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A study of collective worship in non-denominational state secondary mixed schools in England

Inglis, Kathryn Lesley Carmella (2012)
M.Phil. thesis, University of Birmingham.

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This study is practitioner led research into collective worship in secondary, non-denominational, mixed state schools in England. It focuses upon a number of key questions: what are the functions of collective worship in the twenty first century? What were the functions of collective worship in the previous two centuries? How is it possible to explain why successive governments have not reworked the law on collective worship in non-denominational state schools? What is the future of collective worship?
This research begins by identifying the issues underpinning the practice of collective worship, for example its history and the philosophical, sociological and spiritual aspects of it. These are then addressed in the two literature chapters – the first taking an historical approach tracing the legislation and the second exploring other angles but including an overview of collective worship in the light of Wright Mills’ (1959) analytical framework.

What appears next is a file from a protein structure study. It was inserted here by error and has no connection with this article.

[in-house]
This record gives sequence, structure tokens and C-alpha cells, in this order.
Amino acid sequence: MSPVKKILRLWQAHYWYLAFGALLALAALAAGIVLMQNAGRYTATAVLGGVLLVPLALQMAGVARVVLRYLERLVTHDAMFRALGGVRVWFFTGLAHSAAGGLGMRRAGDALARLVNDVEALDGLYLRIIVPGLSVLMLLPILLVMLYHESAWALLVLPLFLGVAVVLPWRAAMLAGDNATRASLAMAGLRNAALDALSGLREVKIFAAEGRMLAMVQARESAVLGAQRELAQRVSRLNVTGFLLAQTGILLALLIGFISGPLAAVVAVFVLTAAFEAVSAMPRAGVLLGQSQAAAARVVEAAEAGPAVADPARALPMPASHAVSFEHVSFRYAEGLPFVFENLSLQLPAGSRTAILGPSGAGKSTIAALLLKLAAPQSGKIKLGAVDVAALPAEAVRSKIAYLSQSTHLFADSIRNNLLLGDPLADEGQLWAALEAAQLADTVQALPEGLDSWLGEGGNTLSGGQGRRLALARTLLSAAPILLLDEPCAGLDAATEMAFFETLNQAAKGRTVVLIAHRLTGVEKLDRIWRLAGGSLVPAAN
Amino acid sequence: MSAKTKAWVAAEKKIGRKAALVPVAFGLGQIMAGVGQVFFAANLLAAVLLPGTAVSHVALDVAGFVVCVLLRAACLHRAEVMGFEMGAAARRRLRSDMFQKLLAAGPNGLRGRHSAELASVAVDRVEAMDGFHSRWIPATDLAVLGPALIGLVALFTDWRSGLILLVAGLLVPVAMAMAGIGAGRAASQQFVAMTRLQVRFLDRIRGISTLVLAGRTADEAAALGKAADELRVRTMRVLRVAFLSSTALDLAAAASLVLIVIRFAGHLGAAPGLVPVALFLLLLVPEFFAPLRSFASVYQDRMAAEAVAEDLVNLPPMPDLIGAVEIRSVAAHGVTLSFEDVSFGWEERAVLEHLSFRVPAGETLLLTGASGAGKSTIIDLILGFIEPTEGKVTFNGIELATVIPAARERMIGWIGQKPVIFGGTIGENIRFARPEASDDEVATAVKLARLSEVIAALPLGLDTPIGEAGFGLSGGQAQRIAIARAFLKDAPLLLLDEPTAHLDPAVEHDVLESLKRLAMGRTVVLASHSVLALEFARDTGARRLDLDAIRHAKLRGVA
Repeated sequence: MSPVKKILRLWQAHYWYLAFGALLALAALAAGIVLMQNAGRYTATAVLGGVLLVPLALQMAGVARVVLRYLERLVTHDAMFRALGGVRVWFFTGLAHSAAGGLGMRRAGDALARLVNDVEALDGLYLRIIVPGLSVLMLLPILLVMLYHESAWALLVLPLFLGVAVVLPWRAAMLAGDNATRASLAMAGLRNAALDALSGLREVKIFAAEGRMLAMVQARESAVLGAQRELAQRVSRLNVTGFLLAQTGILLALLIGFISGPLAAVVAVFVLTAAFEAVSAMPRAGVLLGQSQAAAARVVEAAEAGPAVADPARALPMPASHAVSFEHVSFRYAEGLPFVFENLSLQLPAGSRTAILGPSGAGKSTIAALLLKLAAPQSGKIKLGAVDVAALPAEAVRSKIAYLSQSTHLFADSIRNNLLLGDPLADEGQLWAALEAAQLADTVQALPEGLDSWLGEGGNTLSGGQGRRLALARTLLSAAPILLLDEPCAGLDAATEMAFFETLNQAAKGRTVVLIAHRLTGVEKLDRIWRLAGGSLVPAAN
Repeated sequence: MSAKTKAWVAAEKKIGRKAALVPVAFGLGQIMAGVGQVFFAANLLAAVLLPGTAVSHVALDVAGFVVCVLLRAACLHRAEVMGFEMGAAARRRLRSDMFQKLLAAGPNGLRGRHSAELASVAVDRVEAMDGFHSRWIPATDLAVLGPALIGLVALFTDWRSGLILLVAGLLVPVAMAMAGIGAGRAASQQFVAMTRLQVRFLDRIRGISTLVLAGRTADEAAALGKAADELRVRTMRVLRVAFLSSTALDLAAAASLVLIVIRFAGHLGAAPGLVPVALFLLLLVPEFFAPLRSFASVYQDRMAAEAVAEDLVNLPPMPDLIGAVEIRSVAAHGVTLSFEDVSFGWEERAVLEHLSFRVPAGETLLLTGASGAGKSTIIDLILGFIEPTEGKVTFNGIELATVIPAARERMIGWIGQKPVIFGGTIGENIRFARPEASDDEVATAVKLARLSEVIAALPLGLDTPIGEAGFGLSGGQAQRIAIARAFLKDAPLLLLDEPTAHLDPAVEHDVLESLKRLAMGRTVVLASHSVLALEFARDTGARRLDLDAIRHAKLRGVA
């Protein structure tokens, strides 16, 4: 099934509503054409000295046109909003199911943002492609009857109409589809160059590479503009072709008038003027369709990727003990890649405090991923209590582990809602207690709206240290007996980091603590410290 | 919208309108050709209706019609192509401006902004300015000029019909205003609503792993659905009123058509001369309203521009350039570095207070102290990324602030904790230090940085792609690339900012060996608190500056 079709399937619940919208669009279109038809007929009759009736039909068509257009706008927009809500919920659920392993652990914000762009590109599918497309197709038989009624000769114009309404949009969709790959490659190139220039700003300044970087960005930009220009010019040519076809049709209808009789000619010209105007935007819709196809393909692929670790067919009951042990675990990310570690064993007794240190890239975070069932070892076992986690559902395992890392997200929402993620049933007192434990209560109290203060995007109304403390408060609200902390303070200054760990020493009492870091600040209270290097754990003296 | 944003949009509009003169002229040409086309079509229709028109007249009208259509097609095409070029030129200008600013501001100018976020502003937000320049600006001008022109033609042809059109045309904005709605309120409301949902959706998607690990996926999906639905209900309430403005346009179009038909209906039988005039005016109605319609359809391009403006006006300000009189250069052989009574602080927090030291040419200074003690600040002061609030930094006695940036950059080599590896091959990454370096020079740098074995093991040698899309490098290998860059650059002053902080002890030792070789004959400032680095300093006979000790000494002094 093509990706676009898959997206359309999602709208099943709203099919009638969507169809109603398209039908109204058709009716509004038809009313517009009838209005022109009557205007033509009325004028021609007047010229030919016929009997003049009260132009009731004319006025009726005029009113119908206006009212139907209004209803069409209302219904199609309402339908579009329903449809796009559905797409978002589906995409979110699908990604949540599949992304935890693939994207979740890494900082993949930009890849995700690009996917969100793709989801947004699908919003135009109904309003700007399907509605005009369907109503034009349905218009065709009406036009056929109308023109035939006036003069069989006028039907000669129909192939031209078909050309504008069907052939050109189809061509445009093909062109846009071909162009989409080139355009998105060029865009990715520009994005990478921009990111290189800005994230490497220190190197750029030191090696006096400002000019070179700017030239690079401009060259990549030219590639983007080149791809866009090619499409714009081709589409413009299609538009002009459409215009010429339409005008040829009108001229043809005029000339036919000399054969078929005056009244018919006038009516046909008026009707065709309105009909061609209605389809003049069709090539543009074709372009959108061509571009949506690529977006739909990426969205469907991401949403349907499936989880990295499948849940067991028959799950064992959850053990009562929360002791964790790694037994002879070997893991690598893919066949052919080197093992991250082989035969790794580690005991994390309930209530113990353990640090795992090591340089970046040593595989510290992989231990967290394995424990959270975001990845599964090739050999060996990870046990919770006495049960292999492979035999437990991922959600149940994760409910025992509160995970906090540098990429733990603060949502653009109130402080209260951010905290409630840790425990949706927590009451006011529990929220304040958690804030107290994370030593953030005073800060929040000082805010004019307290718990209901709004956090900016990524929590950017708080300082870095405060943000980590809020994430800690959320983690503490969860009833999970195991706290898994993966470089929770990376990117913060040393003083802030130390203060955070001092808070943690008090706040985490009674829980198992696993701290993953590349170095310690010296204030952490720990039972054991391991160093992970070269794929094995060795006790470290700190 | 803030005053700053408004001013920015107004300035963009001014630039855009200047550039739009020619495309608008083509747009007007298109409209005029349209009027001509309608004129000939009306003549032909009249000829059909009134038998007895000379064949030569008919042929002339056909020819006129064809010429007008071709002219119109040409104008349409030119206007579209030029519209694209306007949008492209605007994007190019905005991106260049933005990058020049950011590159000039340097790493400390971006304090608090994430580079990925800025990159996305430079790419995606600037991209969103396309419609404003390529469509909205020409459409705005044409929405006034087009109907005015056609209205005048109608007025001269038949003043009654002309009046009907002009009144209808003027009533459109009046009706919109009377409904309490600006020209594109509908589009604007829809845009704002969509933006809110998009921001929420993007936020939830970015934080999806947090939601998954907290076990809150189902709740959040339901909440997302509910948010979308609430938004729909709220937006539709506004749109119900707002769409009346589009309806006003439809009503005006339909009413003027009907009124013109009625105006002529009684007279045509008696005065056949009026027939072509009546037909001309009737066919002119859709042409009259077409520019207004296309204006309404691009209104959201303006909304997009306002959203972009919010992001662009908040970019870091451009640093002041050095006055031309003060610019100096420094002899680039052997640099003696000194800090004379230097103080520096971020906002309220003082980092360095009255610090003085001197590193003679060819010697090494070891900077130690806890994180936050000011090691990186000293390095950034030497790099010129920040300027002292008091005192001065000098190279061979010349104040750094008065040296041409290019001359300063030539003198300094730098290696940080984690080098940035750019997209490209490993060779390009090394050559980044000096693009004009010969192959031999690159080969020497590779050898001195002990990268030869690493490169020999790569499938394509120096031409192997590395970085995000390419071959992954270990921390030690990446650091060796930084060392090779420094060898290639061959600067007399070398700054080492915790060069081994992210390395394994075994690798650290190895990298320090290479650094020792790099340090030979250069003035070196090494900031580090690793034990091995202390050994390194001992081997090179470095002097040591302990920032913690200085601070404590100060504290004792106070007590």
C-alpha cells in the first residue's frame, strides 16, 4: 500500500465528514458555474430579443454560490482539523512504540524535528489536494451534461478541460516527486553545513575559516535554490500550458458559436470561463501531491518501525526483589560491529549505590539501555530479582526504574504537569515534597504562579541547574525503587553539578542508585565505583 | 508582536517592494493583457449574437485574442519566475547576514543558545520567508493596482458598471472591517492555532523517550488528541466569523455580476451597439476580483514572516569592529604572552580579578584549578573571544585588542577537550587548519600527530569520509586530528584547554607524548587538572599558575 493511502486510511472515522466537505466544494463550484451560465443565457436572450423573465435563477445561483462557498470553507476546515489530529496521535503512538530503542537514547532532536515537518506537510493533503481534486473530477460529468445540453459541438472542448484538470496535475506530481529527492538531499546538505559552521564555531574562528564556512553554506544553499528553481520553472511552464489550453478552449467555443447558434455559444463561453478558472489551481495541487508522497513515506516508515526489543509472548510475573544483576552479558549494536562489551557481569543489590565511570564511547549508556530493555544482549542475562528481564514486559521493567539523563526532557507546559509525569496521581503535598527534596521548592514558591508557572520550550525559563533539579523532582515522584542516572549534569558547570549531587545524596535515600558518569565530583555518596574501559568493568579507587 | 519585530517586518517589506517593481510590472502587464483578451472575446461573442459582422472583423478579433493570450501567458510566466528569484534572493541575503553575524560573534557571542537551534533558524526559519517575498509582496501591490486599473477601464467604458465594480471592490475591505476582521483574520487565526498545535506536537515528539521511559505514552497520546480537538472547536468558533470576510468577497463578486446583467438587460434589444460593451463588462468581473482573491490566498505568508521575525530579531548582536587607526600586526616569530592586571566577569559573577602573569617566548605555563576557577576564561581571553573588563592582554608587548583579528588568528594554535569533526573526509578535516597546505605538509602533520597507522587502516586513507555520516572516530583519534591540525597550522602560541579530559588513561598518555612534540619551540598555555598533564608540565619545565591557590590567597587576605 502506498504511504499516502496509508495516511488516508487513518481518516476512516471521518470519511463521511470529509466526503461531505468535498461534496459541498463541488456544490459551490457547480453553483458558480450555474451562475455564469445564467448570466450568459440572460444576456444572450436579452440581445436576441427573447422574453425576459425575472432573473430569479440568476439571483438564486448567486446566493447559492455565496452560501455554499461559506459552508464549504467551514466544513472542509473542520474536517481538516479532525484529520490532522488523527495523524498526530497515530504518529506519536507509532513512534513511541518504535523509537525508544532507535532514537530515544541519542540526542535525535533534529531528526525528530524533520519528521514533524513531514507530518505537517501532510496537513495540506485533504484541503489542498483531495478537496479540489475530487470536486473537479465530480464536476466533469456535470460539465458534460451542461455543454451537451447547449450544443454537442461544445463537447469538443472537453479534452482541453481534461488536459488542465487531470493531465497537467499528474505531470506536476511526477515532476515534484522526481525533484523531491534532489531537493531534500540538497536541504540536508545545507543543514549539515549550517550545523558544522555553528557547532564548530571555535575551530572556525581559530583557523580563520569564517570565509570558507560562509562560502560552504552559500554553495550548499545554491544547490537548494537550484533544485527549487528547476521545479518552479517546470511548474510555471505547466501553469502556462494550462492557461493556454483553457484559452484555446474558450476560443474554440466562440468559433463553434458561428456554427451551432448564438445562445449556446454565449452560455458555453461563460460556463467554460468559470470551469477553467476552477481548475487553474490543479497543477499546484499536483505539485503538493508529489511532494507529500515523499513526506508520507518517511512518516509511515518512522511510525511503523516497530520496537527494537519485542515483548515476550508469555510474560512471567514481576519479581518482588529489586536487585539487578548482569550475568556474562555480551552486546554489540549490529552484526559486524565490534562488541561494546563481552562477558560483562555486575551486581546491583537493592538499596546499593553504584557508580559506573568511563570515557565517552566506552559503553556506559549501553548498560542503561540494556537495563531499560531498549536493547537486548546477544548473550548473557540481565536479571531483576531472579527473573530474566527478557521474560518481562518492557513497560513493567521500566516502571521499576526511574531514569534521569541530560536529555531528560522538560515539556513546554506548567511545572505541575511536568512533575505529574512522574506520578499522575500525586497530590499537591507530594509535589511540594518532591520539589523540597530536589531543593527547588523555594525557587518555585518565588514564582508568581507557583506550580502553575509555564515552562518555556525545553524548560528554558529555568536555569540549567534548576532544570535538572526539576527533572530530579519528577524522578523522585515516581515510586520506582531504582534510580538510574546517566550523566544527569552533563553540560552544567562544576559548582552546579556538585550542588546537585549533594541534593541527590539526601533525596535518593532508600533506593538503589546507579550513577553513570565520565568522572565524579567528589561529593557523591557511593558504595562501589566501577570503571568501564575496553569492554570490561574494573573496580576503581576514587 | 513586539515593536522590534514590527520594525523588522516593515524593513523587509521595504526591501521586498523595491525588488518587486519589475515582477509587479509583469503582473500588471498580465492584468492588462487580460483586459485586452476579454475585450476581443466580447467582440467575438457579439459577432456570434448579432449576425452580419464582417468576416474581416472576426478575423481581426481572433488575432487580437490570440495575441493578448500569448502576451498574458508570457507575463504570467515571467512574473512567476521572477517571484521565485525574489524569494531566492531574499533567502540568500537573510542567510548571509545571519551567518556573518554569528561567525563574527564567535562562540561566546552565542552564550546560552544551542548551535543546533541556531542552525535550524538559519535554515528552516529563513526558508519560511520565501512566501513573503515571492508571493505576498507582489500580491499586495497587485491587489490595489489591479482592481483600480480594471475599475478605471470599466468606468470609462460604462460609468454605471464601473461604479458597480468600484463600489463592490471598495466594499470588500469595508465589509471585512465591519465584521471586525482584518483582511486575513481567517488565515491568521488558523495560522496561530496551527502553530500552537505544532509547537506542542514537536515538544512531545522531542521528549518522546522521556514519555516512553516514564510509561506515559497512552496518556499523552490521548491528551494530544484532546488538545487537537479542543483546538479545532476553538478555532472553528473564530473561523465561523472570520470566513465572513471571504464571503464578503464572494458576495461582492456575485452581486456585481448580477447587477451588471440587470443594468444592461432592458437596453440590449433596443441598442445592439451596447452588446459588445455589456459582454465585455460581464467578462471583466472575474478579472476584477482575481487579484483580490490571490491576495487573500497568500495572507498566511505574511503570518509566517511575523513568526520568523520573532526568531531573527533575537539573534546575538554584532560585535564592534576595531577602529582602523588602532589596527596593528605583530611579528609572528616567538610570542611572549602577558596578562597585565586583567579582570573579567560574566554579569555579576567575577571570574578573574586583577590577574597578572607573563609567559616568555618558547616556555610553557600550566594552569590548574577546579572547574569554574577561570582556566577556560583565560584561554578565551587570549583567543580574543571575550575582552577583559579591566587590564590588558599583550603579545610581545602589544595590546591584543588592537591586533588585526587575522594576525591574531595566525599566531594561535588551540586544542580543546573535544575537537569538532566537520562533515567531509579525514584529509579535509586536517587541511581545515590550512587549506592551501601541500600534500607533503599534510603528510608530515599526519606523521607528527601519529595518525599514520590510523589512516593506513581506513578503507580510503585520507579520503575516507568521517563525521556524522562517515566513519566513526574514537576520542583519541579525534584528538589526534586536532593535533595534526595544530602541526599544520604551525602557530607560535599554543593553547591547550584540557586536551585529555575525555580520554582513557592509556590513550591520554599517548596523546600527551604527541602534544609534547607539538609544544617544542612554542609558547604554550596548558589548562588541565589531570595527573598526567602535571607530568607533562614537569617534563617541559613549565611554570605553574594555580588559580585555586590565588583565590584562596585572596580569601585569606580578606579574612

The methodological approach is qualitative using a combination of surveys, case study schools and a reflective journal. What emerges is a picture of teachers leading assemblies which hinge on what they consider to be a common morality, not necessarily religious and strong evidence of an ignoring of the ‘Christian worship’ dimension of the current legislation. Reasons for teachers’ non-compliance with the law, range from pupils’ largely secular backgrounds to compulsory worship not being intrinsically educational.

Type of Work:M.Phil. thesis.
Supervisor(s):Hull, John M. and Harber, Clive
School/Faculty:Colleges (2008 onwards) > College of Social Sciences
Department:School of Education
Subjects:BL Religion
BV1460 Religious Education
LA History of education
LB1603 Secondary Education. High schools
Institution:University of Birmingham
ID Code:3394
This unpublished thesis/dissertation is copyright of the author and/or third parties. The intellectual property rights of the author or third parties in respect of this work are as defined by The Copyright Designs and Patents Act 1988 or as modified by any successor legislation. Any use made of information contained in this thesis/dissertation must be in accordance with that legislation and must be properly acknowledged. Further distribution or reproduction in any format is prohibited without the permission of the copyright holder.
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